Todd Bodine to Attempt Kobalt Tools 500
Todd Bodine, who is splitting time in the Gunselman Motorsports’ No. 64 Toyota this season with his older brother, Geoff, will attempt this weekend’s Kobalt Tools 500 at Atlanta Motor Speedway, according to SceneDaily.com.
This time, while older brother Geoff pilots the No. 64, Todd will be driving the No. 35 for his Camping World Truck Series team, Germain Racing. The team appears to be an R&D squad for Germain Racing to further develop their Sprint Cup program.
“We are running the No. 35 Camry at Atlanta to gain more data for our Cup program and help us keep looking towards the future,” team General Manager Mike Hillman, Sr. said. Randy Goss, normally the crew chief for the team’s other Cup entry, the No. 13 GEICO Toyota of Max Papis, will be the crew chief.
It is unclear how many races the team will attempt, but this may be a trend for teams trying to get track time since testing has been strongly curtailed.
Atlanta Motor Speedway has always been a strong track for the youngest of the Bodine brothers. Todd Bodine’s career best finish, a third, came in the Hooters 500 there in 1994 while driving the No. 75 Factory Stores of America Ford for Butch Mock Racing. Bodine also had a surprising fifth in the marathon NAPA 500 in 1998 while driving an unsponsored No. 91 Chevrolet for LJ Racing.
Engine Issues at Las Vegas
ESPN.com reported Tuesday that the president of TRD (Toyota Racing Development), Lee White, is claiming that the engine problems that resulted in four teams running their engines (Nos. 00, 47, 82 and 83) in addition to the pole-winning No. 18 of Kyle Busch having to change engines on Friday and fall back to the rear of the field were not related in any way to Roush-Fenway’s woes.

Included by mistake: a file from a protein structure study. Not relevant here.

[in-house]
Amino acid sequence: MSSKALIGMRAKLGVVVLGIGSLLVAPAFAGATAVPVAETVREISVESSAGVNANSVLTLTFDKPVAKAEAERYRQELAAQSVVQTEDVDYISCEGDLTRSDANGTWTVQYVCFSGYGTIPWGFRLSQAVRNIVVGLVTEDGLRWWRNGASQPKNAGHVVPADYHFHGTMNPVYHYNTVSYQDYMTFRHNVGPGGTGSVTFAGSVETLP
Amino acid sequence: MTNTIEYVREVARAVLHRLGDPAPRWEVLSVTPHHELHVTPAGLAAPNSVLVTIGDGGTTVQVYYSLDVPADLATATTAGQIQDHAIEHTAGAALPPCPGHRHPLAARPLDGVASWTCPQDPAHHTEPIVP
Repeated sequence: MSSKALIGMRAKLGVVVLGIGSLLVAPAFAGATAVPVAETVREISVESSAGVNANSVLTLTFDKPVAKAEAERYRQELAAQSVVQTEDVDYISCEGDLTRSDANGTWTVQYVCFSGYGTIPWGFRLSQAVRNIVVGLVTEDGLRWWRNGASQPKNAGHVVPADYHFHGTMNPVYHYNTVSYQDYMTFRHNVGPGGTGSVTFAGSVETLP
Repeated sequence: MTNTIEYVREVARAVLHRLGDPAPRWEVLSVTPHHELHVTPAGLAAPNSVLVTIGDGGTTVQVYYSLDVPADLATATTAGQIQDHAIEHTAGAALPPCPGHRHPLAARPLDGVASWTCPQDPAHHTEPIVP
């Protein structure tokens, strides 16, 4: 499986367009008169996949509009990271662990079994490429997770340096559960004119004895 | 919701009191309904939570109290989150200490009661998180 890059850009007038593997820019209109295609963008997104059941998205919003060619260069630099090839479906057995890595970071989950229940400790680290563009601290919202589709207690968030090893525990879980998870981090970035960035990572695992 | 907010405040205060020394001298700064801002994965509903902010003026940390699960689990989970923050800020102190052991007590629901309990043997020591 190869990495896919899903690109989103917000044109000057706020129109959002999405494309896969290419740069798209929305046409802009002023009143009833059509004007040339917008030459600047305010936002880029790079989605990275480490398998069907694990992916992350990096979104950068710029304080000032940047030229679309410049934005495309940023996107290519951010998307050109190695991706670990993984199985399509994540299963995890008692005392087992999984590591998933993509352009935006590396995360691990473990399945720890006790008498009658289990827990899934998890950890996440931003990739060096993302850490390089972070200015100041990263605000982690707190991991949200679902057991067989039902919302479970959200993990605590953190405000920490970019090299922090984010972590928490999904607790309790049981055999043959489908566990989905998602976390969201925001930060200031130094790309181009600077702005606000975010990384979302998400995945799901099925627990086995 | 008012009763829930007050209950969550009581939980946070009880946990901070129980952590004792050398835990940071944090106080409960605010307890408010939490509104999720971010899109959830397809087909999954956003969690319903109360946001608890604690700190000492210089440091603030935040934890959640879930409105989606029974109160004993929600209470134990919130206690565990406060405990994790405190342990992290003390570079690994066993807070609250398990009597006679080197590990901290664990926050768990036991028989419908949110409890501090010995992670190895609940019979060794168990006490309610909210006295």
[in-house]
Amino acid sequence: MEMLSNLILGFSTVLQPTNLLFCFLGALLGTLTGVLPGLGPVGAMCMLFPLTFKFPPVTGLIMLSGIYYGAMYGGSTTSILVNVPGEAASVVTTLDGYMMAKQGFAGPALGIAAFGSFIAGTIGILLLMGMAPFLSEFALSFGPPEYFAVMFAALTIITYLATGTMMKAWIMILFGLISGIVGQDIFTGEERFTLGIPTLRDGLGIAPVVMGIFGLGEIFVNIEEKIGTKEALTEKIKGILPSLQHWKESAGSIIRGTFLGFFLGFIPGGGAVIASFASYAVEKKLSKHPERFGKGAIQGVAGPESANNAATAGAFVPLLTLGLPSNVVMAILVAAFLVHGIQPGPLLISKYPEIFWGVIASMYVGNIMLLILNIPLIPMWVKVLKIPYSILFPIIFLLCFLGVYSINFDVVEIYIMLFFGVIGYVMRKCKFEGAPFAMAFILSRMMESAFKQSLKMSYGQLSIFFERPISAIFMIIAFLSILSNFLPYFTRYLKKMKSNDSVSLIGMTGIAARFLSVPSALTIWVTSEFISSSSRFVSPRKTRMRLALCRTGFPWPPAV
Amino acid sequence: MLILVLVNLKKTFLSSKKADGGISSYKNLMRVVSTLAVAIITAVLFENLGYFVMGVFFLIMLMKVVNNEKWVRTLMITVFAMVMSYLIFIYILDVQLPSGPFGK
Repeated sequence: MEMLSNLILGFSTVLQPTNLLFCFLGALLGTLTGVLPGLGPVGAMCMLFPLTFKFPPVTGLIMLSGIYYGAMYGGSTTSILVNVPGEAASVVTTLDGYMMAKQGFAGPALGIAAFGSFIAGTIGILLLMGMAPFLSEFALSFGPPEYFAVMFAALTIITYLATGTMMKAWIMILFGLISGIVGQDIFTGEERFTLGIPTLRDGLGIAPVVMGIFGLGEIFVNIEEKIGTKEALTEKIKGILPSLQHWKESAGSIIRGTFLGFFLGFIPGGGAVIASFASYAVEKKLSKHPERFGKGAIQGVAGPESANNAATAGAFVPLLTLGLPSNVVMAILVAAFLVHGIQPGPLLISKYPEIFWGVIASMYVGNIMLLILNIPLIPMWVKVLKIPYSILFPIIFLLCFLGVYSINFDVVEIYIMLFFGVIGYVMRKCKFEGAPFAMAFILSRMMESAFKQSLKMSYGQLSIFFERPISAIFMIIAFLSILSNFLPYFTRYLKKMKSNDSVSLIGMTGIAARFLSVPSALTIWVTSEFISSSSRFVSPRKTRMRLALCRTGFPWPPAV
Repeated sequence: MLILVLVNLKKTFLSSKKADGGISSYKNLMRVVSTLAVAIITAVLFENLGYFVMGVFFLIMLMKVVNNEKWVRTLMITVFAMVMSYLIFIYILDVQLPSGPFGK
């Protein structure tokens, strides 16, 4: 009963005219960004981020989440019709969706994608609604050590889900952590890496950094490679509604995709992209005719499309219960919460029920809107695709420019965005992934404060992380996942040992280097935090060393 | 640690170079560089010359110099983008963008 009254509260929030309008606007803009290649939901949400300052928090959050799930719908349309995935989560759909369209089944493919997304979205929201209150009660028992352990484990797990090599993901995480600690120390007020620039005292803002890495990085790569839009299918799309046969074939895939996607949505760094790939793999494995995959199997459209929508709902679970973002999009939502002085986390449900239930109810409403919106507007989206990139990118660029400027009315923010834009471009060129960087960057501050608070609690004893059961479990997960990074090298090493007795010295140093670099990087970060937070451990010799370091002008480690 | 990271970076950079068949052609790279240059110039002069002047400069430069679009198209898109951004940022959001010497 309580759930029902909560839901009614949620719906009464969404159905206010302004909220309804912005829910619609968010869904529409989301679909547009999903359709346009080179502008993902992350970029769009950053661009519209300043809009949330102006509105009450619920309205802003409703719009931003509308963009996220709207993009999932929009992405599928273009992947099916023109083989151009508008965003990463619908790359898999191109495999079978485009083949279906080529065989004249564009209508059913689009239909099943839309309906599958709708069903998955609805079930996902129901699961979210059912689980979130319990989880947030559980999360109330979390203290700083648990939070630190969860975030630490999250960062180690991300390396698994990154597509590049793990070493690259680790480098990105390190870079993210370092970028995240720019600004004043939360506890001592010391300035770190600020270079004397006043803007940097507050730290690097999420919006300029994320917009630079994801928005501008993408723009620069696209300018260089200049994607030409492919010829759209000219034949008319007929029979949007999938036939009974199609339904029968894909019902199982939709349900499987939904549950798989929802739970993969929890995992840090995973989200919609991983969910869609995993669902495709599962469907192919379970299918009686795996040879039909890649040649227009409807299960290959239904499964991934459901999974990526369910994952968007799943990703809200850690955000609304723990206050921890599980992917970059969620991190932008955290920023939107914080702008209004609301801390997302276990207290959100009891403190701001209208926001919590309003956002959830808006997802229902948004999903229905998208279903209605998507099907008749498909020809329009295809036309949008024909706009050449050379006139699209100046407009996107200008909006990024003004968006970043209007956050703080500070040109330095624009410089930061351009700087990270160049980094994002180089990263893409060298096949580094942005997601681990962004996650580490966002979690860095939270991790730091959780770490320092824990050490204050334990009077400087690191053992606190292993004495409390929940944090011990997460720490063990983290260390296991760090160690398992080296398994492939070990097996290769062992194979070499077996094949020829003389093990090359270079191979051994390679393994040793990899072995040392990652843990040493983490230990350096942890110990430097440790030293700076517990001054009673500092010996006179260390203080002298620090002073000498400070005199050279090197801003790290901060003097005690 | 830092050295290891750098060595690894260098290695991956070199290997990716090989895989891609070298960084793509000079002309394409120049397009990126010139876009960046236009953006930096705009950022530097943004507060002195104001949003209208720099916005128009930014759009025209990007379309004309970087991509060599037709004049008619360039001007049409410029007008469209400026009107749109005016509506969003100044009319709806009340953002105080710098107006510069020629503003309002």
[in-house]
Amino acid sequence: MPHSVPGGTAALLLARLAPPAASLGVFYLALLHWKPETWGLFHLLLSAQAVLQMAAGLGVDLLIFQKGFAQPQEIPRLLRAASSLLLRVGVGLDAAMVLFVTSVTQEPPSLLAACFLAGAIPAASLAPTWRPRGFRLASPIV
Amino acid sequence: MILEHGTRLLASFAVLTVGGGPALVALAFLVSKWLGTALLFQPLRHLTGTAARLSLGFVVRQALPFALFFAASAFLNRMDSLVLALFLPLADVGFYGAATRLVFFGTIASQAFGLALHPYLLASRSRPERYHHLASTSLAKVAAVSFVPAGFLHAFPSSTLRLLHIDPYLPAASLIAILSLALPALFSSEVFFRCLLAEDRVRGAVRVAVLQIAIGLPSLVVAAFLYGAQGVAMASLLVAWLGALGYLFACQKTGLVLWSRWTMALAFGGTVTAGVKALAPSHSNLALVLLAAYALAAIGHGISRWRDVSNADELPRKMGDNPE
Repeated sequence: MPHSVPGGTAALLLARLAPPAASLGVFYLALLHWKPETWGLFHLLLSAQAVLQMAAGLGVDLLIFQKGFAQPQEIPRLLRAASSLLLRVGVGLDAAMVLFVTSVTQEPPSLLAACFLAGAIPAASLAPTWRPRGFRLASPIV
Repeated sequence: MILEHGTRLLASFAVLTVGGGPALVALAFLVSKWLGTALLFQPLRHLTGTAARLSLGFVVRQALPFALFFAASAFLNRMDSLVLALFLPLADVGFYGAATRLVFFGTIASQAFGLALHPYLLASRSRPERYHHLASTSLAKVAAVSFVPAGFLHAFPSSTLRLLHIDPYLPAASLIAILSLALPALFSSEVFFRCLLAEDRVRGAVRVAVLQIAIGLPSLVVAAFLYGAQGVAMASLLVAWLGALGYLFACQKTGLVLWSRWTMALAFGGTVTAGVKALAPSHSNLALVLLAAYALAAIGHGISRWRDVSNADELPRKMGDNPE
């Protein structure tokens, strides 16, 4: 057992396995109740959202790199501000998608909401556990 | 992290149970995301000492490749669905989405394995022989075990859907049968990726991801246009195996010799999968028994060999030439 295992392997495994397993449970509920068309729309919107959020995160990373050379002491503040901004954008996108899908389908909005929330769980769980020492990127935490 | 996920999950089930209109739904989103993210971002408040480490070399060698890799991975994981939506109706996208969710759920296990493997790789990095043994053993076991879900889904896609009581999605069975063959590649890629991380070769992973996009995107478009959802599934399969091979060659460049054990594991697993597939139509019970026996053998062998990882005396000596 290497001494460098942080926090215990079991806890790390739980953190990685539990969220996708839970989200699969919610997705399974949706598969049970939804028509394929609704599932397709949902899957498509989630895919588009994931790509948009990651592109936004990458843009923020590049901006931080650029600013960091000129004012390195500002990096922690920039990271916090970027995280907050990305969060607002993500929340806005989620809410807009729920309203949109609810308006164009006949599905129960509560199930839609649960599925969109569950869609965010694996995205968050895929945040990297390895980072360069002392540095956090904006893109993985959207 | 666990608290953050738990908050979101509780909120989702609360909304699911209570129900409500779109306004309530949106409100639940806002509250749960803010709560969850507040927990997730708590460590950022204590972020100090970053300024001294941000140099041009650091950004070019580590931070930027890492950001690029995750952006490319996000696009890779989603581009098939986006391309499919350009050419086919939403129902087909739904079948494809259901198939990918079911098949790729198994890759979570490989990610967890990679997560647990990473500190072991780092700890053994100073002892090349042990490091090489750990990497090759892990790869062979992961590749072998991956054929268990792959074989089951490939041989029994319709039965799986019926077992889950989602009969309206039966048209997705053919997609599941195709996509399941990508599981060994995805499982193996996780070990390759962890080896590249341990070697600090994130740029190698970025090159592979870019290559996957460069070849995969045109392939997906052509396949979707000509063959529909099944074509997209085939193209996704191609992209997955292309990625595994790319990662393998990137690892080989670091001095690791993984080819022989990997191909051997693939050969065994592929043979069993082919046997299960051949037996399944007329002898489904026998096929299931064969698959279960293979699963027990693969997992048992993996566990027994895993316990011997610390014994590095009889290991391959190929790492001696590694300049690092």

“We’re going to take 100 percent responsibility for maybe not having all of our ducks in a row with durability testing when we got to the racetrack to be ready for the decisions the teams put the engines through to get ready for qualifying,” White said on Tuesday.
In regards to TRD’s engine issues, Las Vegas was not even the first time that they had engine woes. At Fontana, pole winner Brian Vickers was forced to change an engine right after winning the pole, negating the top spot and forcing the Red Bull driver to race up through the field. David Reutimann and Michael Waltrip joined Vickers in the back because of engine problems (Waltrip had engine problems during his lap and would have been in the back anyway).
Regarding the engine issues that affected four of the five Roush Fenway Fords on Sunday, Jack Roush is speculating that the tires played a role in the blow ups.
David Ragan and Matt Kenseth had early engine failures and finished in the back. Carl Edwards’ engine died with two miles to go, which allowed him to coast to a 17th place finish. Greg Biffle’s engine was apparently beginning to die towards the end of the race, which dropped him back to seventh.
Wimmer to Continue with Key Motorsports
In a press release on Tuesday, Key Motorsports announced that Scott Wimmer will continue as the driver of the No. 40 Chevrolet in the Nationwide Series. The original deal that Wimmer signed with the team was only for the first three races of the season.
Last weekend with sponsorship from Federated Auto Parts on the No. 40, Wimmer avoided the wrecks to bring the car home in 11th place, the first car one lap down. Wimmer is currently in 34th place in the point standings despite failing to qualify for the Stater Brothers 300 at Fontana. The team is also 34th in owner points, 16 behind the No. 66 for Rusty Wallace, Inc., which is currently the last team that would be locked in if the current points were used (the No. 66 is 31st, but the No. 5 team, which is 17th, skipped Fontana and is no longer eligible to be locked in).